The stories in Acts about Paul’s travels are seen from two different views – hearing about them from Paul or others, and being there with Paul as he traveled.  In these verses, the Luke joins Paul. He doesn’t give his name, but we know he’s with Paul when he writes, “we sailed away.”

Have you ever wanted to travel with a missionary? Many visit our church, sharing their experiences. Some have been on the mission field for years, others are going through what we term the deputation process – preparing to go. And, yes, I’ve wanted to travel with some of them.

Not all destinations are welcoming now any more than they were in Paul’s time. There are many places today where speaking scriptures publicly is against local laws. There are pastors in prison today for speaking aloud their love for Christ and His love for others. We help support a missionary whose name I cannot write, whose travels I cannot share because it could cost him his life.

Their crimes are the same as Paul’s – obeying Jesus’ words to His disciples:

Go ye therefore, and teach all nations, baptizing them in the name of the Father, and of the Son, and of the Holy Ghost: Teaching them to observe all things whatsoever I have commanded you: and, lo, I am with you alway, even unto the end of the world. Amen. (Matthew 28:19-20 KJV)

From the Bible we know that Paul had some support from churches, but he had viable craft as a tent maker in a land where tents were home:

And found a certain Jew named Aquila, born in Pontus, lately come from Italy, with his wife Priscilla; (because that Claudius had commanded all Jews to depart from Rome:) and came unto them. And because he was of the same craft, he abode with them, and wrought: for by their occupation they were tentmakers. (Acts 18:2-3 KJV)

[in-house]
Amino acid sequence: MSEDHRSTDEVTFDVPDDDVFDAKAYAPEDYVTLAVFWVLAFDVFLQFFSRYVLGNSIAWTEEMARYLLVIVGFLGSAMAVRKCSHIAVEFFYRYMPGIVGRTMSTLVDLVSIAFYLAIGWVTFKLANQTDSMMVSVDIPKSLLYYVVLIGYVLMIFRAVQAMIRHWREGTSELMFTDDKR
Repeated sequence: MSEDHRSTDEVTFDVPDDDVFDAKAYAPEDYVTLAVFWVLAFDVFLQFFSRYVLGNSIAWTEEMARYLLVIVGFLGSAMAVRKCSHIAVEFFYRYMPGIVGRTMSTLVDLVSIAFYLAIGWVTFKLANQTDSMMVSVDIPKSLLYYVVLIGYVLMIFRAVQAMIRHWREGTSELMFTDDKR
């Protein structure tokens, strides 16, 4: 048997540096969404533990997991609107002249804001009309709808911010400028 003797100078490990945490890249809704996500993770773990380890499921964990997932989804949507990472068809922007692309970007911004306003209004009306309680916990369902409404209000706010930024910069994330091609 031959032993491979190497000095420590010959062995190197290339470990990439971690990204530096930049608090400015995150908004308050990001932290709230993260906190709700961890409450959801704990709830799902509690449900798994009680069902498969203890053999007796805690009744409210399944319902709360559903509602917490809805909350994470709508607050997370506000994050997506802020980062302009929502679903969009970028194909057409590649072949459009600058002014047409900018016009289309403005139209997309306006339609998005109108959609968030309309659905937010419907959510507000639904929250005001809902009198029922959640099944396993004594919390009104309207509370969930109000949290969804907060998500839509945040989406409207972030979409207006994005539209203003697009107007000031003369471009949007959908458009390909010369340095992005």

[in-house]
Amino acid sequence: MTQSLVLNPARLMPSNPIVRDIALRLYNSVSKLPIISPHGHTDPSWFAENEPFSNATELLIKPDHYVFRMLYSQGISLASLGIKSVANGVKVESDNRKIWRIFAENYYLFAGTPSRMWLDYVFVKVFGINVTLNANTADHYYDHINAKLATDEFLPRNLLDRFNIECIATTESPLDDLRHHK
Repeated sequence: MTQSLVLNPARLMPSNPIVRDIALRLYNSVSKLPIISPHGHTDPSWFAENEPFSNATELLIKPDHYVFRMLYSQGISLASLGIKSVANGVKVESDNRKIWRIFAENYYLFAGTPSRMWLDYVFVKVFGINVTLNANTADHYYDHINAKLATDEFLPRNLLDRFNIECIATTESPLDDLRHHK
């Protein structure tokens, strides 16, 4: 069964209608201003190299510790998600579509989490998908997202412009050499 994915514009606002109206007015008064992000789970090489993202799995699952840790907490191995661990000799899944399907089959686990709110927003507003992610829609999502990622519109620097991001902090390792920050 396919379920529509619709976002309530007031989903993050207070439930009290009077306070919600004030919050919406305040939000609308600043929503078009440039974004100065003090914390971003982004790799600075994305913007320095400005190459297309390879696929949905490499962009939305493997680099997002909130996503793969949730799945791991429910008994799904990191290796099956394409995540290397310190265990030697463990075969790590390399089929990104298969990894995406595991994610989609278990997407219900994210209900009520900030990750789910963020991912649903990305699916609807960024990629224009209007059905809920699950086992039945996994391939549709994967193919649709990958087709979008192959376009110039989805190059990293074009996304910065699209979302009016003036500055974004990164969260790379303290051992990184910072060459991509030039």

Last summer (and planned again for this summer) the youth in our church will go to camp several states away. They spent one night with a missionary, a church planter, and had an opportunity to be of help to him, the new church and get a taste of what it means to go and teach.

Several years ago my daughter and her husband vacationed in another country. They located a church in a nearby city that was started by a missionary. They, too had a taste of what it means to go and teach by seeing results.

We are all called of God. Some respond, some do not. Of those who do, a small number give their lives to go and teach. They really aren’t dependent upon us, for the Lord will provide what is needed to accomplish His purpose. It is we who are blessed by supporting them – financially, as it is written:

Every man according as he purposeth in his heart, so let him give; not grudgingly, or of necessity: for God loveth a cheerful giver. And God is able to make all grace abound toward you; that ye, always having all sufficiency in all things, may abound to every good work: (2 Corinthians 9:7-8 KJV)

And, always with prayer support. Don’t confine this to foreign missions – your pastor is called for just such a purpose:

For whosoever shall call upon the name of the Lord shall be saved. How then shall they call on him in whom they have not believed? and how shall they believe in him of whom they have not heard? and how shall they hear without a preacher? And how shall they preach, except they be sent? as it is written, How beautiful are the feet of them that preach the gospel of peace, and bring glad tidings of good things! (Romans 10:13-15 KJV)

Wednesday, February 5, 2014

Please, Lord, Send Cornelius


Now while Peter doubted in himself what this vision which he had seen should mean, behold, the men which were sent from Cornelius had made enquiry for Simon's house, and stood before the gate, (Acts 10:17 KJV)